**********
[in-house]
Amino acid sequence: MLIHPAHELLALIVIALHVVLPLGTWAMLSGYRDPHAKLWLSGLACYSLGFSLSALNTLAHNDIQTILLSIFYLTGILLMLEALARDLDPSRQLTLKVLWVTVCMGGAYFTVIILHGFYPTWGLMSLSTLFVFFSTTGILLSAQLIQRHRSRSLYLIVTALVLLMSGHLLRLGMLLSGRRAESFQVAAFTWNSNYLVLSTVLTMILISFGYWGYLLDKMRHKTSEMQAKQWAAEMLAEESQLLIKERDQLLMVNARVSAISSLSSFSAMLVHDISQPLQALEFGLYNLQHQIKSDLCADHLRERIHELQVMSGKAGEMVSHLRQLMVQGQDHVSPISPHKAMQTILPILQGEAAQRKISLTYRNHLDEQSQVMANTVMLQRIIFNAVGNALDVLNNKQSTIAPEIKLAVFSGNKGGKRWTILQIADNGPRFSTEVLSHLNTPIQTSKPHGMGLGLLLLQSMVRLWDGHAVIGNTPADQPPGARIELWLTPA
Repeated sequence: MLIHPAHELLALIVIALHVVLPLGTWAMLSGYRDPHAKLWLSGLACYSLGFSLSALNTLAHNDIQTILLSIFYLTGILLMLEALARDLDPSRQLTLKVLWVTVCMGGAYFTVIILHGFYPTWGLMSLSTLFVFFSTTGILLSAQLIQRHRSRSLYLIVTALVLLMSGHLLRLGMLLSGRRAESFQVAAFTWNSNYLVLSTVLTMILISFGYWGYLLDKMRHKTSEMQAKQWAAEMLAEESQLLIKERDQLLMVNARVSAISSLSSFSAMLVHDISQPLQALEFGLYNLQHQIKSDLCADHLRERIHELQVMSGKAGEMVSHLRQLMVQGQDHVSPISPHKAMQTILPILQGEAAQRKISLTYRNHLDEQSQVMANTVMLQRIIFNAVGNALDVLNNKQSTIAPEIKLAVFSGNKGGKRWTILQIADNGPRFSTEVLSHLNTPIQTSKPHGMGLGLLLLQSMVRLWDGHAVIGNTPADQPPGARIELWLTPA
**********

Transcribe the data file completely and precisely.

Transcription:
[in-house]
Amino acid sequence: MLIHPAHELLALIVIALHVVLPLGTWAMLSGYRDPHAKLWLSGLACYSLGFSLSALNTLAHNDIQTILLSIFYLTGILLMLEALARDLDPSRQLTLKVLWVTVCMGGAYFTVIILHGFYPTWGLMSLSTLFVFFSTTGILLSAQLIQRHRSRSLYLIVTALVLLMSGHLLRLGMLLSGRRAESFQVAAFTWNSNYLVLSTVLTMILISFGYWGYLLDKMRHKTSEMQAKQWAAEMLAEESQLLIKERDQLLMVNARVSAISSLSSFSAMLVHDISQPLQALEFGLYNLQHQIKSDLCADHLRERIHELQVMSGKAGEMVSHLRQLMVQGQDHVSPISPHKAMQTILPILQGEAAQRKISLTYRNHLDEQSQVMANTVMLQRIIFNAVGNALDVLNNKQSTIAPEIKLAVFSGNKGGKRWTILQIADNGPRFSTEVLSHLNTPIQTSKPHGMGLGLLLLQSMVRLWDGHAVIGNTPADQPPGARIELWLTPA
Repeated sequence: MLIHPAHELLALIVIALHVVLPLGTWAMLSGYRDPHAKLWLSGLACYSLGFSLSALNTLAHNDIQTILLSIFYLTGILLMLEALARDLDPSRQLTLKVLWVTVCMGGAYFTVIILHGFYPTWGLMSLSTLFVFFSTTGILLSAQLIQRHRSRSLYLIVTALVLLMSGHLLRLGMLLSGRRAESFQVAAFTWNSNYLVLSTVLTMILISFGYWGYLLDKMRHKTSEMQAKQWAAEMLAEESQLLIKERDQLLMVNARVSAISSLSSFSAMLVHDISQPLQALEFGLYNLQHQIKSDLCADHLRERIHELQVMSGKAGEMVSHLRQLMVQGQDHVSPISPHKAMQTILPILQGEAAQRKISLTYRNHLDEQSQVMANTVMLQRIIFNAVGNALDVLNNKQSTIAPEIKLAVFSGNKGGKRWTILQIADNGPRFSTEVLSHLNTPIQTSKPHGMGLGLLLLQSMVRLWDGHAVIGNTPADQPPGARIELWLTPA